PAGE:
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Administrative Law - Judicial review and statutory appeal - Practice and procedure - Parties - Standing or locus standi

Thursday, March 16, 2017 @ 8:00 PM  

Appeal by municipal residents, the Miners, from the dismissal of their application to quash a bylaw of the Municipality of the County of Kings (Municipality) for illegality and cross-appeal by the respondent Glooscap First Nation Economic Development Corporation (Glooscap) from the grant of standing to the appellants to bring the application. In May 2015, Glooscap applied to have the Municipality’s land use bylaw amended to allow for commercial development of land they owned adjacent to a highway. The development required a rezoning of the land from Forestry (F1) to Highway Commercial (C11). The Municipality sent notice to the owners of property within 500 feet of the proposed rezoning in one area, including the appellants, but not to the affected owners in another area. A public hearing was held in July 2015, which was indicated in the notices and advertised in the newspaper. The Municipality passed the Land Use Bylaw amendments and rezoned the property on July 30, 2015. The appellants brought an application for judicial review of the bylaw amendment. They claimed that in failing to notify the owners of property in the one area, the Municipality had breached its duty of procedural fairness to those landowners; therefore the bylaw amendment was illegal and should be quashed. The Municipality and Glooscap claimed that the appellants, who had been given notice, did not have standing to bring the application. The reviewing judge concluded that the appellants did have standing to bring the matter before the court, but he dismissed the application. He concluded that the appellants, who had been notified, had received procedural fairness. The appellants appealed, arguing that the reviewing judge erred in failing to address the argument of prima facie illegality. Glooscap cross-appealed, arguing that the judge erred in granting the appellants standing.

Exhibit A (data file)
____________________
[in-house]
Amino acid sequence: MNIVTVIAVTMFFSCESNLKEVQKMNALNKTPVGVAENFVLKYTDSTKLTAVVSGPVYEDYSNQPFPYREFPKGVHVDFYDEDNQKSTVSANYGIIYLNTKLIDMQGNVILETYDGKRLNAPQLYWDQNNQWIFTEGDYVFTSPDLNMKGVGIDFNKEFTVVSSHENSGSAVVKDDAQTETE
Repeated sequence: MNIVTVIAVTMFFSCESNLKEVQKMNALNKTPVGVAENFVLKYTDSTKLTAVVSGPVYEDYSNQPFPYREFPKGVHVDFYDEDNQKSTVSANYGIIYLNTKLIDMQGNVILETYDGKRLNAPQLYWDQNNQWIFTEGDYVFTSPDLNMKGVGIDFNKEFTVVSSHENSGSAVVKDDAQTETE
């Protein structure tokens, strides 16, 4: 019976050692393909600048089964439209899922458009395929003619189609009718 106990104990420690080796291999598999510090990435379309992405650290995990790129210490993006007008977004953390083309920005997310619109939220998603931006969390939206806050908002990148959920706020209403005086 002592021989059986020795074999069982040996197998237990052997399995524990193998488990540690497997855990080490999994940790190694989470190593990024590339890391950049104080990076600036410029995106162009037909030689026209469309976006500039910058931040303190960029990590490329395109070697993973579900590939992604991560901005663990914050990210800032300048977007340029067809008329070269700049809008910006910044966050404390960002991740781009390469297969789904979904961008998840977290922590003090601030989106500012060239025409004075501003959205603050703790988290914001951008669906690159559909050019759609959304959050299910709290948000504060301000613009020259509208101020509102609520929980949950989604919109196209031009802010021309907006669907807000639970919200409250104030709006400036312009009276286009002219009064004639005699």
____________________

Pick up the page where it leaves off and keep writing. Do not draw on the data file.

HELD: Appeal dismissed and cross-appeal allowed. The appellants should not have been granted standing. The reviewing judge was incorrect in his interpretation of s. 189 of the Municipal Government Act. That section did not give rise to standing as of right to “a person” or “residents and ratepayers”. The appellants did not meet the test for public interest standing. While there was a justiciable issue to be resolved, its seriousness was questionable. There was no evidence as to how many landowners were affected by the bylaw change and there was no indication of why the appellants had an interest in the treatment of the landowners who were not given notice. Furthermore, the appellants’ request for judicial review was not a reasonable and effective means of addressing the justiciable issue as pled. As the appellants were not entitled to standing, the appeal was dismissed.